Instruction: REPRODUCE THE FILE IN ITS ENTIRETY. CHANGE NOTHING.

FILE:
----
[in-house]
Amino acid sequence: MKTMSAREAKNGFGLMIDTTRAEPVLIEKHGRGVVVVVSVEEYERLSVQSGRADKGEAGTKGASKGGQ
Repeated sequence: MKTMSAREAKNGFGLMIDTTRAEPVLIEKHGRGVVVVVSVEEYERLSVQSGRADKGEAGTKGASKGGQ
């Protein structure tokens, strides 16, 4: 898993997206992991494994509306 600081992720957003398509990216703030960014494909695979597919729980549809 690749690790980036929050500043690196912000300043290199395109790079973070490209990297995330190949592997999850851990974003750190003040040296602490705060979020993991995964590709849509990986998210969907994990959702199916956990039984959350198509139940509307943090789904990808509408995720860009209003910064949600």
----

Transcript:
[in-house]
Amino acid sequence: MKTMSAREAKNGFGLMIDTTRAEPVLIEKHGRGVVVVVSVEEYERLSVQSGRADKGEAGTKGASKGGQ
Repeated sequence: MKTMSAREAKNGFGLMIDTTRAEPVLIEKHGRGVVVVVSVEEYERLSVQSGRADKGEAGTKGASKGGQ
């Protein structure tokens, strides 16, 4: 898993997206992991494994509306 600081992720957003398509990216703030960014494909695979597919729980549809 690749690790980036929050500043690196912000300043290199395109790079973070490209990297995330190949592997999850851990974003750190003040040296602490705060979020993991995964590709849509990986998210969907994990959702199916956990039984959350198509139940509307943090789904990808509408995720860009209003910064949600």